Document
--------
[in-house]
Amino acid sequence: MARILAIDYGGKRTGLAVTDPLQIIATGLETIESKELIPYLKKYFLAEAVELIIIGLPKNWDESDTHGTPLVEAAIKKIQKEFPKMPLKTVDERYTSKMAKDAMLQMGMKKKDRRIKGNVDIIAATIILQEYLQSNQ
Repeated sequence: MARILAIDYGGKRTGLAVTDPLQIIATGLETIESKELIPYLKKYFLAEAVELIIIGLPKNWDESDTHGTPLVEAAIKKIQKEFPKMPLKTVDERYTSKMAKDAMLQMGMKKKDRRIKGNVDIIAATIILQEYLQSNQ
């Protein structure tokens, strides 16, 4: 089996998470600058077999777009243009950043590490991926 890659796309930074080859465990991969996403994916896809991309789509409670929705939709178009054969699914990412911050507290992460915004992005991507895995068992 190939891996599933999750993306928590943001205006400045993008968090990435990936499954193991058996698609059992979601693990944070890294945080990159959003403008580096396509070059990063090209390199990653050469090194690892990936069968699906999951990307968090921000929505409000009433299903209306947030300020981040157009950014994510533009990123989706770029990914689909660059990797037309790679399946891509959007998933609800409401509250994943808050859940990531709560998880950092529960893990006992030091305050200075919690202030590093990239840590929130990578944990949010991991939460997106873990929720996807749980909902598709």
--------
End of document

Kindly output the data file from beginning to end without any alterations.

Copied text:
[in-house]
Amino acid sequence: MARILAIDYGGKRTGLAVTDPLQIIATGLETIESKELIPYLKKYFLAEAVELIIIGLPKNWDESDTHGTPLVEAAIKKIQKEFPKMPLKTVDERYTSKMAKDAMLQMGMKKKDRRIKGNVDIIAATIILQEYLQSNQ
Repeated sequence: MARILAIDYGGKRTGLAVTDPLQIIATGLETIESKELIPYLKKYFLAEAVELIIIGLPKNWDESDTHGTPLVEAAIKKIQKEFPKMPLKTVDERYTSKMAKDAMLQMGMKKKDRRIKGNVDIIAATIILQEYLQSNQ
């Protein structure tokens, strides 16, 4: 089996998470600058077999777009243009950043590490991926 890659796309930074080859465990991969996403994916896809991309789509409670929705939709178009054969699914990412911050507290992460915004992005991507895995068992 190939891996599933999750993306928590943001205006400045993008968090990435990936499954193991058996698609059992979601693990944070890294945080990159959003403008580096396509070059990063090209390199990653050469090194690892990936069968699906999951990307968090921000929505409000009433299903209306947030300020981040157009950014994510533009990123989706770029990914689909660059990797037309790679399946891509959007998933609800409401509250994943808050859940990531709560998880950092529960893990006992030091305050200075919690202030590093990239840590929130990578944990949010991991939460997106873990929720996807749980909902598709």